U.S. Rep. Bill Johnson Leads Discussions on Broadband Expansion in Monroe County

Photo by Janell Hunter U.S. Rep. Bill Johnson, R-Ohio, speaks to a group of local officials Tuesday during a roundtable discussion on expanding broadband access to rural areas at the Monroe County Chamber of Commerce.

Access to the internet is essential in today’s society and economy, and U.S. Rep. Bill Johnson said he is taking the lead in Washington, D.C., to help improve broadband internet in rural areas.

Johnson, R-Ohio, hosted a roundtable discussion on expanding broadband access at the Monroe County Chamber of Commerce office on Tuesday. He spoke about the need for expanded internet across his district because of its importance for education, business, health care and communication in general.

“If you want businesses to come in, you’ve got to have internet,” he said.

Johnson said he and others on the Subcommittee on Communications and Technology — part of the Energy and Commerce Committee — will be working closely with the Federal Communications Commission as well as with private internet providers and energy utilities on this effort.

He noted a big challenge to broadband providers coming into rural areas is a fear that they will not have enough population choosing to purchase their services to justify the cost of the infrastructure.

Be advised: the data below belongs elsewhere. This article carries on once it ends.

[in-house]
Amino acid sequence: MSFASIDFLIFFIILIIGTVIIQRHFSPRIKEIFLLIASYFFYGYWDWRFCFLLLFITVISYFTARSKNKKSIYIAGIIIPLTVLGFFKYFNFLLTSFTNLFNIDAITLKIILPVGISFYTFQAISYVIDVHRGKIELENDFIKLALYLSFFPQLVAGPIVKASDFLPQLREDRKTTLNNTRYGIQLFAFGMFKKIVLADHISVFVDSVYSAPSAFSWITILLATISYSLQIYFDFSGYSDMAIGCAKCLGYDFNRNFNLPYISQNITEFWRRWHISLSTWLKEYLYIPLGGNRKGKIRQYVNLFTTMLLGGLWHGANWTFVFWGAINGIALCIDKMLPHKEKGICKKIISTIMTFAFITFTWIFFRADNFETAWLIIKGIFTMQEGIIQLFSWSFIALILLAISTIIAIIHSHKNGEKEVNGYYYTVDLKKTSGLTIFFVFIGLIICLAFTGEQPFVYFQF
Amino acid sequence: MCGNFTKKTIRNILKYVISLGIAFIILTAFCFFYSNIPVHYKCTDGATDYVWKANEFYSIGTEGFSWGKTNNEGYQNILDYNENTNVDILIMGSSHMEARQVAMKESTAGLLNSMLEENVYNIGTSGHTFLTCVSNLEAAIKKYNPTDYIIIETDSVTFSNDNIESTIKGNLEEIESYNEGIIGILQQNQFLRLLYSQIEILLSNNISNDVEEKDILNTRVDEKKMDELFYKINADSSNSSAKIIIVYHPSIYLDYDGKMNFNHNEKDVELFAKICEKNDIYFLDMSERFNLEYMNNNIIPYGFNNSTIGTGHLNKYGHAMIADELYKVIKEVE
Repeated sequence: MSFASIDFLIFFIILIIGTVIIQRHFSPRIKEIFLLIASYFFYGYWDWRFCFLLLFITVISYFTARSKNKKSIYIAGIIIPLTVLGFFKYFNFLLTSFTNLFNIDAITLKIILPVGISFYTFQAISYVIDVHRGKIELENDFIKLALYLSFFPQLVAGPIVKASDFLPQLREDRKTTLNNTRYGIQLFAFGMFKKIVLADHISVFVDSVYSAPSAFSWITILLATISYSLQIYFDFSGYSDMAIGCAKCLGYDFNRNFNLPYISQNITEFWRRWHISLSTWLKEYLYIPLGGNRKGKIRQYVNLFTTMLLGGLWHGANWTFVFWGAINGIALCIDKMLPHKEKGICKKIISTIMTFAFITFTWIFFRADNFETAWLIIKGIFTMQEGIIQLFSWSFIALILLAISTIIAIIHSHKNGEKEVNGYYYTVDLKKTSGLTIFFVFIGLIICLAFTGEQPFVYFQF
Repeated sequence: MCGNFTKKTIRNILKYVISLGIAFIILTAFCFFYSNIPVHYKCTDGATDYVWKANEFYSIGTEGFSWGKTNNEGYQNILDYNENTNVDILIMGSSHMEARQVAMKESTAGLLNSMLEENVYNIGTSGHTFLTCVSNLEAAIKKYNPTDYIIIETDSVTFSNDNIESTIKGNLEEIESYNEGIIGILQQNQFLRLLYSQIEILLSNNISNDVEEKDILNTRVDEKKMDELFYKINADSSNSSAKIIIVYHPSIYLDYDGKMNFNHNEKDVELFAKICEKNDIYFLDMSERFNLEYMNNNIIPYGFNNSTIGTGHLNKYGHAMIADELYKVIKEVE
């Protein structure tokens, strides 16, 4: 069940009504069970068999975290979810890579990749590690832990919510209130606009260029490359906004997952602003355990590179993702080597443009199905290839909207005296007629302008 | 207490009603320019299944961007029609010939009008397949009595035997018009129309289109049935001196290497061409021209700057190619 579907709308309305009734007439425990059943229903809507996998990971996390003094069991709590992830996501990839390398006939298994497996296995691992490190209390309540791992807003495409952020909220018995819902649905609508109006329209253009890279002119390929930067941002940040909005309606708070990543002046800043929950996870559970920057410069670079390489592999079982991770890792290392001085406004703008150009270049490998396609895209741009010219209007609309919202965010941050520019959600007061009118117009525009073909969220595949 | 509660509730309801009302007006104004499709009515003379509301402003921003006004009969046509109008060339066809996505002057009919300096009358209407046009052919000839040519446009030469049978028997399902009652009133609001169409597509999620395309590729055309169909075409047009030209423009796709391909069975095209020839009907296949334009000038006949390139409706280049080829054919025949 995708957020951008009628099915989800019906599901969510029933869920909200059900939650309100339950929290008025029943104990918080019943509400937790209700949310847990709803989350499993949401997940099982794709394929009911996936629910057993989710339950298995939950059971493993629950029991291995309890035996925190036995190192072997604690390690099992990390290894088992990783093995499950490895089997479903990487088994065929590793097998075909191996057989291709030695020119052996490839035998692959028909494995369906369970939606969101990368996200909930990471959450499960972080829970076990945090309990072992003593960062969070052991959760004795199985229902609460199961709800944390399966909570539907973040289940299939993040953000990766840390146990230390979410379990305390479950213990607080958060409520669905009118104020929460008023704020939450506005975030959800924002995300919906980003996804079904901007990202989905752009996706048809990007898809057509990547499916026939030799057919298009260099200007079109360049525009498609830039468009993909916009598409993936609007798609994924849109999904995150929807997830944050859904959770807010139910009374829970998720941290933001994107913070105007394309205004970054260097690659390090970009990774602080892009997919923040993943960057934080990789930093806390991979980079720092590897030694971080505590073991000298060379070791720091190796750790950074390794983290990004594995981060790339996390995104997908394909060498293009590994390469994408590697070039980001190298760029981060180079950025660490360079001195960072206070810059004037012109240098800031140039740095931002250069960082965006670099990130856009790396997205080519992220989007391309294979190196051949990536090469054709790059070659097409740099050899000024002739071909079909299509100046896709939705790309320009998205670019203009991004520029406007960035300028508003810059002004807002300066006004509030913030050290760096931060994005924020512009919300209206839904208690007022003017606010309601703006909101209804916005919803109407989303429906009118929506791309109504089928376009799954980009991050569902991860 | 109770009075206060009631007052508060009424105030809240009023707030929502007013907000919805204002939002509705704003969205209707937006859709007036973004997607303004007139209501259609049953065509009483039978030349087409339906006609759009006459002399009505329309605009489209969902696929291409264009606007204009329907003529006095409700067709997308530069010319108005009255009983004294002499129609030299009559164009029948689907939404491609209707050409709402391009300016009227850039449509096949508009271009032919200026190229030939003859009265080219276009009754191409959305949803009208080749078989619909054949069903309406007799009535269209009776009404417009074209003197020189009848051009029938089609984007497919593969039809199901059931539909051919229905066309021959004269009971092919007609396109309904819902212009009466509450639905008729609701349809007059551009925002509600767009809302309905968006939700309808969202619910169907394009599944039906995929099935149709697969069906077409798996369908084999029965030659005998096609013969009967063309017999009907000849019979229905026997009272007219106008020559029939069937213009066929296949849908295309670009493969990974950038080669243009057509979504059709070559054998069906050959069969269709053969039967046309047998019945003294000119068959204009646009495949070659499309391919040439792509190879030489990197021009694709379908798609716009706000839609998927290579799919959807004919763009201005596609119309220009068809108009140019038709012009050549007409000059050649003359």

“How do you convince a provider to go the extra mile without any certainty that people will subscribe to your service? A provider must be able to get a return on their service,” Johnson said.

B.J. Smith, director of external affairs for AT&T, said her company recently accepted “Connect America” funds from the federal government that will help provide rural customers with internet connectivity.

“There will be 34,000 homes and businesses that will receive that, and most are in Appalachian Ohio,” Smith said.

Andy Malinoski of Frontier Communications said that in conjunction with the Connect America fund, Frontier has been able to invest $63 million in Ohio broadband over the past few years.

Johnson said there is a “bright spot in Washington” now, with President Donald Trump directing the need for major infrastructure programs, including help with water and sewer, roads and bridges, energy infrastructure and broadband access.

Much of the roundtable discussion revolved around the proposed PTT Global Chemical ethane cracker plant that may be built at Dilles Bottom and the need to have infrastructure ready for manufacturers and small businesses that would locate in East Ohio if the cracker is built. Johnson emphasized the need for local government entities and businesses to have a plan and “get out in front” to prepare for economic opportunities.

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